This blog is a place where parents and teachers of children 3-7 years of age can find information about topics specific to children in this age group, share ideas and access free resources for home and the classroom.

Being a Friend

The following post is from Scott McClatchy, husband, father, musician, and friend to many.

One of the strangest things about being a parent is that there are so many things that I never imagined that would ever concern me have now become part of my everyday life.  Like explaining to a six-year old boy what exactly does it means to be a friend.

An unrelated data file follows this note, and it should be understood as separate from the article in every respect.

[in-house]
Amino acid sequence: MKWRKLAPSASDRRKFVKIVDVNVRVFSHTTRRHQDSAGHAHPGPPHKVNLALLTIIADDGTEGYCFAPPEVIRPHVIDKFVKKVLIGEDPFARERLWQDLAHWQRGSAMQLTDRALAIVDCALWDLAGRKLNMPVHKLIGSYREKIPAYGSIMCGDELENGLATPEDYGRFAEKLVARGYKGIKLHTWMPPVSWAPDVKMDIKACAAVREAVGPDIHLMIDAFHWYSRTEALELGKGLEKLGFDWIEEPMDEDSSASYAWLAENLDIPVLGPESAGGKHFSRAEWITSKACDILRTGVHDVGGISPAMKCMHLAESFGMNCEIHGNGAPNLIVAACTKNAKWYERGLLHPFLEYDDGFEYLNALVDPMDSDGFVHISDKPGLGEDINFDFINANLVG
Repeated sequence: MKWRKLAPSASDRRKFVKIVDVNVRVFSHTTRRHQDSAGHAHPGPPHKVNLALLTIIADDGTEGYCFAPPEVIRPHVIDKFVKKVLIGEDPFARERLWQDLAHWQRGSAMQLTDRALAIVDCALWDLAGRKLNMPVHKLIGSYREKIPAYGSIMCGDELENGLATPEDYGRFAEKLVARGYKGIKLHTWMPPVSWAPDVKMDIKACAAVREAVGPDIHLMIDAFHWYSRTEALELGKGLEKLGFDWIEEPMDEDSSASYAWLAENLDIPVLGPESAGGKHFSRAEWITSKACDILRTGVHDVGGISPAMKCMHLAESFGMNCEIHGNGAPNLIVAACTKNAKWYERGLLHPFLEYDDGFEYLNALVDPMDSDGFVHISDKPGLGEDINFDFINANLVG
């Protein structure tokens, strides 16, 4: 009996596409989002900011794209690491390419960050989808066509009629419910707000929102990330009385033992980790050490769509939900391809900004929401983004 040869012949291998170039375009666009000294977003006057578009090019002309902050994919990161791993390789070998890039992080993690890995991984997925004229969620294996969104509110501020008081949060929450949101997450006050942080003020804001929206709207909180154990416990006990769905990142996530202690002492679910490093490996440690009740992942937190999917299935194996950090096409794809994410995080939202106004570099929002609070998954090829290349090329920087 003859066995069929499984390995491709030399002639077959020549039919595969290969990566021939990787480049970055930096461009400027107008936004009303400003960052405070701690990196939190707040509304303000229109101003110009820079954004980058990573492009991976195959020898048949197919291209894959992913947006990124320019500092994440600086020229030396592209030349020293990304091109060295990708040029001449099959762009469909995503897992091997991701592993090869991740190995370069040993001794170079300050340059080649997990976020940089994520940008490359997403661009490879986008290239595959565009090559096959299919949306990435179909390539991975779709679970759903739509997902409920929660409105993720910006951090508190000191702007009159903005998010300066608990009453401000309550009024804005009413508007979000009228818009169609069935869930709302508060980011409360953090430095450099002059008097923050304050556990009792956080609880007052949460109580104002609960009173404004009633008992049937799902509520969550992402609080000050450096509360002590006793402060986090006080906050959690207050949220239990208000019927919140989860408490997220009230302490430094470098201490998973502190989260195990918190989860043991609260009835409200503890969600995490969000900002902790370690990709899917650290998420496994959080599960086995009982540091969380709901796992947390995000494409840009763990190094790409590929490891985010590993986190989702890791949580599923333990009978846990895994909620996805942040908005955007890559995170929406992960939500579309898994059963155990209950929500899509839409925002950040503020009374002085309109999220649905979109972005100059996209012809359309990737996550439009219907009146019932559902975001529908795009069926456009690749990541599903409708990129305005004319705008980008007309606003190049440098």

One of the toughest hurdles to cross in this daily conversation is that not all parents believe in the same thing.  So, as I tell my son one thing, he inevitably will respond with an example of how one of his school buddies acts the exact opposite.  When I tell my son to try to make ‘good choices’ – like sharing your toys, he’ll remind me that when he shares his toys, he will sometimes never see them again. So now the conversation takes a left turn into the idea that being a good friend also means respecting other people’s property, and he will bring up examples of all the kids who don’t.  Soon the conversation has splintered into so many different ideas of what being a friend means, that it leads my son to retreat to his toy room for some well deserved play time Though, in retrospect, I should be proud of my son’s courtroom presentation of his case … I just wish I knew more about the Kindergarten legal system.